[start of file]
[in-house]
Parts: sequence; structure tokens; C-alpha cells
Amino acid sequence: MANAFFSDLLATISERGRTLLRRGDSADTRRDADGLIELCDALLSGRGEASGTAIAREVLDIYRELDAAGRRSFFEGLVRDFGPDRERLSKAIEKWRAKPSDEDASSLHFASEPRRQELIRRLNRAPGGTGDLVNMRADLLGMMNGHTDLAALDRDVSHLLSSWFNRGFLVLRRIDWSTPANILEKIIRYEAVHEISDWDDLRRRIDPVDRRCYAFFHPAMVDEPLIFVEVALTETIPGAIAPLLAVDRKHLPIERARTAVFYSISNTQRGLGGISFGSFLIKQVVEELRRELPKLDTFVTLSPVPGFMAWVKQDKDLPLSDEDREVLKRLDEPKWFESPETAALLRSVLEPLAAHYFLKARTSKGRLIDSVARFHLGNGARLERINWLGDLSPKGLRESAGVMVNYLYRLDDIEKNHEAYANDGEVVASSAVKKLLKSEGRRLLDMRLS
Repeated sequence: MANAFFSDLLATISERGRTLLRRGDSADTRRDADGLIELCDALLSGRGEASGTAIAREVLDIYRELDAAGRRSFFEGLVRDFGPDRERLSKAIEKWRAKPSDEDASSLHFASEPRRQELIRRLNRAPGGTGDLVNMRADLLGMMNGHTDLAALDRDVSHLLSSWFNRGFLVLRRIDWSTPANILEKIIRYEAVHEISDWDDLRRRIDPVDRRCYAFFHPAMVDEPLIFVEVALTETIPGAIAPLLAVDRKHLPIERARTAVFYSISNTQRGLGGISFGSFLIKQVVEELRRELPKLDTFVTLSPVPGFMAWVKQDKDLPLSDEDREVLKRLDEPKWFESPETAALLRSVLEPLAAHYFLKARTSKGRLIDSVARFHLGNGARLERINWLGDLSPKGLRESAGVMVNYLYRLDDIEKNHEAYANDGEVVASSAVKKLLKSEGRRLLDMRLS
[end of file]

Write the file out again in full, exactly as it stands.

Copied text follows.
[in-house]
Parts: sequence; structure tokens; C-alpha cells
Amino acid sequence: MANAFFSDLLATISERGRTLLRRGDSADTRRDADGLIELCDALLSGRGEASGTAIAREVLDIYRELDAAGRRSFFEGLVRDFGPDRERLSKAIEKWRAKPSDEDASSLHFASEPRRQELIRRLNRAPGGTGDLVNMRADLLGMMNGHTDLAALDRDVSHLLSSWFNRGFLVLRRIDWSTPANILEKIIRYEAVHEISDWDDLRRRIDPVDRRCYAFFHPAMVDEPLIFVEVALTETIPGAIAPLLAVDRKHLPIERARTAVFYSISNTQRGLGGISFGSFLIKQVVEELRRELPKLDTFVTLSPVPGFMAWVKQDKDLPLSDEDREVLKRLDEPKWFESPETAALLRSVLEPLAAHYFLKARTSKGRLIDSVARFHLGNGARLERINWLGDLSPKGLRESAGVMVNYLYRLDDIEKNHEAYANDGEVVASSAVKKLLKSEGRRLLDMRLS
Repeated sequence: MANAFFSDLLATISERGRTLLRRGDSADTRRDADGLIELCDALLSGRGEASGTAIAREVLDIYRELDAAGRRSFFEGLVRDFGPDRERLSKAIEKWRAKPSDEDASSLHFASEPRRQELIRRLNRAPGGTGDLVNMRADLLGMMNGHTDLAALDRDVSHLLSSWFNRGFLVLRRIDWSTPANILEKIIRYEAVHEISDWDDLRRRIDPVDRRCYAFFHPAMVDEPLIFVEVALTETIPGAIAPLLAVDRKHLPIERARTAVFYSISNTQRGLGGISFGSFLIKQVVEELRRELPKLDTFVTLSPVPGFMAWVKQDKDLPLSDEDREVLKRLDEPKWFESPETAALLRSVLEPLAAHYFLKARTSKGRLIDSVARFHLGNGARLERINWLGDLSPKGLRESAGVMVNYLYRLDDIEKNHEAYANDGEVVASSAVKKLLKSEGRRLLDMRLS